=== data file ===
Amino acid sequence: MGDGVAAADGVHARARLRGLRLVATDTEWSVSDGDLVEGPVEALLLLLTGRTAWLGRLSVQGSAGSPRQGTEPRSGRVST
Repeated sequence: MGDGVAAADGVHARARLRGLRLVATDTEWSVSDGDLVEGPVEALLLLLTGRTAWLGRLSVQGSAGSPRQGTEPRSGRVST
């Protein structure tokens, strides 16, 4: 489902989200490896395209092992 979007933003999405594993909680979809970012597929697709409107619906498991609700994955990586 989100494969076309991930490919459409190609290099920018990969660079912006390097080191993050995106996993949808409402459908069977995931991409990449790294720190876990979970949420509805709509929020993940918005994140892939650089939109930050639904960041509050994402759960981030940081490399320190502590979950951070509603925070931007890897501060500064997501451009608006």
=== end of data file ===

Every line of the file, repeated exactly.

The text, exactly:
Amino acid sequence: MGDGVAAADGVHARARLRGLRLVATDTEWSVSDGDLVEGPVEALLLLLTGRTAWLGRLSVQGSAGSPRQGTEPRSGRVST
Repeated sequence: MGDGVAAADGVHARARLRGLRLVATDTEWSVSDGDLVEGPVEALLLLLTGRTAWLGRLSVQGSAGSPRQGTEPRSGRVST
């Protein structure tokens, strides 16, 4: 489902989200490896395209092992 979007933003999405594993909680979809970012597929697709409107619906498991609700994955990586 989100494969076309991930490919459409190609290099920018990969660079912006390097080191993050995106996993949808409402459908069977995931991409990449790294720190876990979970949420509805709509929020993940918005994140892939650089939109930050639904960041509050994402759960981030940081490399320190502590979950951070509603925070931007890897501060500064997501451009608006």